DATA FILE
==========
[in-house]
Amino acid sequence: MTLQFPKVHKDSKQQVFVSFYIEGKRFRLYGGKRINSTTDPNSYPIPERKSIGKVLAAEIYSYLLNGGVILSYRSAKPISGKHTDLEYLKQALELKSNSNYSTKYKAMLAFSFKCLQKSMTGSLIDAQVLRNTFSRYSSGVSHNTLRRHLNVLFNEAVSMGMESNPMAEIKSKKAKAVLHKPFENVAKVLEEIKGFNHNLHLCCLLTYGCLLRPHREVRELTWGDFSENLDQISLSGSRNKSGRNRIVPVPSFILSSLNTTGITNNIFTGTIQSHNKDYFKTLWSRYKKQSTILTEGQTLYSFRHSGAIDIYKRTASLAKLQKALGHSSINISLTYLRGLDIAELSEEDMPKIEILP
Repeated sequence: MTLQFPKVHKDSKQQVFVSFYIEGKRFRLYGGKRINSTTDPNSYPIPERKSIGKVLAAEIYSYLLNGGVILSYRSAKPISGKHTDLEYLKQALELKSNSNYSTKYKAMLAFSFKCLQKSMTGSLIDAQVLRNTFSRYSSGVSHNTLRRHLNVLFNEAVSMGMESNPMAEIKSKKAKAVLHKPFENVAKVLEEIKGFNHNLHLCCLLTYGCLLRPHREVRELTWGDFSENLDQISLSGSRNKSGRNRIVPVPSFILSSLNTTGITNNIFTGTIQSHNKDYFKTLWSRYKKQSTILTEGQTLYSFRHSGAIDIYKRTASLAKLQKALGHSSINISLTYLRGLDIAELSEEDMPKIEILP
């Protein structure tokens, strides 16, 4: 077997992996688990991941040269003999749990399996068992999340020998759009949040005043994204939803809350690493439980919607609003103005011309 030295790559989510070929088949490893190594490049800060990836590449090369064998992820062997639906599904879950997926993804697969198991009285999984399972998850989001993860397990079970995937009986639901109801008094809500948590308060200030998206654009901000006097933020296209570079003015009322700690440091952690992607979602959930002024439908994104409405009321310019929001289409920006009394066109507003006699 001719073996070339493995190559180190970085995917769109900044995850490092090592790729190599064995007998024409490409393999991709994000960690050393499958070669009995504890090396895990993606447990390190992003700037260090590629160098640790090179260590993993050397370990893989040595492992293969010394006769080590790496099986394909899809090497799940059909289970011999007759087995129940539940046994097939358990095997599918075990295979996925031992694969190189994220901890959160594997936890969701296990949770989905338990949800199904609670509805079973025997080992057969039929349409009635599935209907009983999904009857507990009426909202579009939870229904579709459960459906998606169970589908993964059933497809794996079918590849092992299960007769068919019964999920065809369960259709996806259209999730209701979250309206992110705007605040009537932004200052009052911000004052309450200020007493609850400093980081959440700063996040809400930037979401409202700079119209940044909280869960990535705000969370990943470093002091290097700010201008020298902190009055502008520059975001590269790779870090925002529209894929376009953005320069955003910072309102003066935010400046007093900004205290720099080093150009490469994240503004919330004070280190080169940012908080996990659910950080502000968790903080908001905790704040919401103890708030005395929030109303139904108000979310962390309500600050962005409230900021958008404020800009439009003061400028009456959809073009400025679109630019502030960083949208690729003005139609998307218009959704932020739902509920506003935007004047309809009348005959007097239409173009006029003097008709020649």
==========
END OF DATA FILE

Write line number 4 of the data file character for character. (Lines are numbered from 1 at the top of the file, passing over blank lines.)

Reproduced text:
């Protein structure tokens, strides 16, 4: 077997992996688990991941040269003999749990399996068992999340020998759009949040005043994204939803809350690493439980919607609003103005011309 030295790559989510070929088949490893190594490049800060990836590449090369064998992820062997639906599904879950997926993804697969198991009285999984399972998850989001993860397990079970995937009986639901109801008094809500948590308060200030998206654009901000006097933020296209570079003015009322700690440091952690992607979602959930002024439908994104409405009321310019929001289409920006009394066109507003006699 001719073996070339493995190559180190970085995917769109900044995850490092090592790729190599064995007998024409490409393999991709994000960690050393499958070669009995504890090396895990993606447990390190992003700037260090590629160098640790090179260590993993050397370990893989040595492992293969010394006769080590790496099986394909899809090497799940059909289970011999007759087995129940539940046994097939358990095997599918075990295979996925031992694969190189994220901890959160594997936890969701296990949770989905338990949800199904609670509805079973025997080992057969039929349409009635599935209907009983999904009857507990009426909202579009939870229904579709459960459906998606169970589908993964059933497809794996079918590849092992299960007769068919019964999920065809369960259709996806259209999730209701979250309206992110705007605040009537932004200052009052911000004052309450200020007493609850400093980081959440700063996040809400930037979401409202700079119209940044909280869960990535705000969370990943470093002091290097700010201008020298902190009055502008520059975001590269790779870090925002529209894929376009953005320069955003910072309102003066935010400046007093900004205290720099080093150009490469994240503004919330004070280190080169940012908080996990659910950080502000968790903080908001905790704040919401103890708030005395929030109303139904108000979310962390309500600050962005409230900021958008404020800009439009003061400028009456959809073009400025679109630019502030960083949208690729003005139609998307218009959704932020739902509920506003935007004047309809009348005959007097239409173009006029003097008709020649």